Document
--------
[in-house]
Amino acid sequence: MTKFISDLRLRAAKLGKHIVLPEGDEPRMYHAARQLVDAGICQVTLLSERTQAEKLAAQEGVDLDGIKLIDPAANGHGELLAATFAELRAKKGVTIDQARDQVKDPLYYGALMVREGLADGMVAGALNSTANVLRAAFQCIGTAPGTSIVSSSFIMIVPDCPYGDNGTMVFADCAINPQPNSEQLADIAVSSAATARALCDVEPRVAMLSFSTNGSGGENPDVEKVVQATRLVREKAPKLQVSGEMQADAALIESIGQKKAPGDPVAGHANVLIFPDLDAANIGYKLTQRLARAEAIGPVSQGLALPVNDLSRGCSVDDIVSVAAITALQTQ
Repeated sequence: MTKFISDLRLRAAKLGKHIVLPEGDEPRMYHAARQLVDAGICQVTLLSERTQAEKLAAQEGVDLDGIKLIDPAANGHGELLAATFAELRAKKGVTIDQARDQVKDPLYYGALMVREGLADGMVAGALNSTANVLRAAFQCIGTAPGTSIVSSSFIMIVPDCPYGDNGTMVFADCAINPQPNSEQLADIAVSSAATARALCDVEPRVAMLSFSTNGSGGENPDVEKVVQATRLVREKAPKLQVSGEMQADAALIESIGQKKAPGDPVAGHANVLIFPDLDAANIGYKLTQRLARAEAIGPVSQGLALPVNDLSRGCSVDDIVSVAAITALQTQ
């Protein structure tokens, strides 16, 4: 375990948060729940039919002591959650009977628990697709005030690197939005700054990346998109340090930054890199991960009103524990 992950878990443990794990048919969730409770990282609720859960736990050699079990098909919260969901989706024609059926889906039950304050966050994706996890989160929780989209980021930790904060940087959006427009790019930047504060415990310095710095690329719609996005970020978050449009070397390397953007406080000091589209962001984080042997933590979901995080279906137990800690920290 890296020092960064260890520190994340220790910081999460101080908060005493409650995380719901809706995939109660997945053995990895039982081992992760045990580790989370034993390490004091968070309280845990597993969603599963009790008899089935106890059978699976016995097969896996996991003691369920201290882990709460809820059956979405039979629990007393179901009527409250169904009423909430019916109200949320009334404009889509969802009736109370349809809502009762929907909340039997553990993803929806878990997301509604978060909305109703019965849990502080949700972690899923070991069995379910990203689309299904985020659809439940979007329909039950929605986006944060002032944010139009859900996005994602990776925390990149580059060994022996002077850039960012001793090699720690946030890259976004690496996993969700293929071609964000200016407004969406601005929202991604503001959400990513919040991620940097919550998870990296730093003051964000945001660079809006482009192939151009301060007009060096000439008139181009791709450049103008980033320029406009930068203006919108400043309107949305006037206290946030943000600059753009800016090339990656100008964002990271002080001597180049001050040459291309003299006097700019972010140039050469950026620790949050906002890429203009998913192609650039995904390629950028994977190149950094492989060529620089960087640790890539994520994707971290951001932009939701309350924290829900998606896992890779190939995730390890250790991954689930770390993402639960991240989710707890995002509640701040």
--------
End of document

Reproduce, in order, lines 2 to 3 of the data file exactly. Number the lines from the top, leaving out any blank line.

Amino acid sequence: MTKFISDLRLRAAKLGKHIVLPEGDEPRMYHAARQLVDAGICQVTLLSERTQAEKLAAQEGVDLDGIKLIDPAANGHGELLAATFAELRAKKGVTIDQARDQVKDPLYYGALMVREGLADGMVAGALNSTANVLRAAFQCIGTAPGTSIVSSSFIMIVPDCPYGDNGTMVFADCAINPQPNSEQLADIAVSSAATARALCDVEPRVAMLSFSTNGSGGENPDVEKVVQATRLVREKAPKLQVSGEMQADAALIESIGQKKAPGDPVAGHANVLIFPDLDAANIGYKLTQRLARAEAIGPVSQGLALPVNDLSRGCSVDDIVSVAAITALQTQ
Repeated sequence: MTKFISDLRLRAAKLGKHIVLPEGDEPRMYHAARQLVDAGICQVTLLSERTQAEKLAAQEGVDLDGIKLIDPAANGHGELLAATFAELRAKKGVTIDQARDQVKDPLYYGALMVREGLADGMVAGALNSTANVLRAAFQCIGTAPGTSIVSSSFIMIVPDCPYGDNGTMVFADCAINPQPNSEQLADIAVSSAATARALCDVEPRVAMLSFSTNGSGGENPDVEKVVQATRLVREKAPKLQVSGEMQADAALIESIGQKKAPGDPVAGHANVLIFPDLDAANIGYKLTQRLARAEAIGPVSQGLALPVNDLSRGCSVDDIVSVAAITALQTQ